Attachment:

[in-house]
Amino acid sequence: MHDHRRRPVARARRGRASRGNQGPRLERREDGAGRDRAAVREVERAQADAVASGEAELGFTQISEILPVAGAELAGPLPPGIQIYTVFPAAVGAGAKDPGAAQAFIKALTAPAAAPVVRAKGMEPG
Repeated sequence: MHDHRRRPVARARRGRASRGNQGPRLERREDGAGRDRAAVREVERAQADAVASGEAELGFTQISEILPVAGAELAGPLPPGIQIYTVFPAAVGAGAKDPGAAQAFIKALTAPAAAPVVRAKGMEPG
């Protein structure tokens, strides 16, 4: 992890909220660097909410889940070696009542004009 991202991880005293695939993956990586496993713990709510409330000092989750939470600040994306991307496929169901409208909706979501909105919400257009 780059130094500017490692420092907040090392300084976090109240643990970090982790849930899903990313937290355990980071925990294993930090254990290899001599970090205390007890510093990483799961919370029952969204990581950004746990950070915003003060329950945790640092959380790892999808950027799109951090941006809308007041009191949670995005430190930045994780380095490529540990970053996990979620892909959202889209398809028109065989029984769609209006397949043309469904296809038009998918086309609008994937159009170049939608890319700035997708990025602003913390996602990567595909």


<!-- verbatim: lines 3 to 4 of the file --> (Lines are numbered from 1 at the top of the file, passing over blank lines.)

Repeated sequence: MHDHRRRPVARARRGRASRGNQGPRLERREDGAGRDRAAVREVERAQADAVASGEAELGFTQISEILPVAGAELAGPLPPGIQIYTVFPAAVGAGAKDPGAAQAFIKALTAPAAAPVVRAKGMEPG
């Protein structure tokens, strides 16, 4: 992890909220660097909410889940070696009542004009 991202991880005293695939993956990586496993713990709510409330000092989750939470600040994306991307496929169901409208909706979501909105919400257009 780059130094500017490692420092907040090392300084976090109240643990970090982790849930899903990313937290355990980071925990294993930090254990290899001599970090205390007890510093990483799961919370029952969204990581950004746990950070915003003060329950945790640092959380790892999808950027799109951090941006809308007041009191949670995005430190930045994780380095490529540990970053996990979620892909959202889209398809028109065989029984769609209006397949043309469904296809038009998918086309609008994937159009170049939608890319700035997708990025602003913390996602990567595909």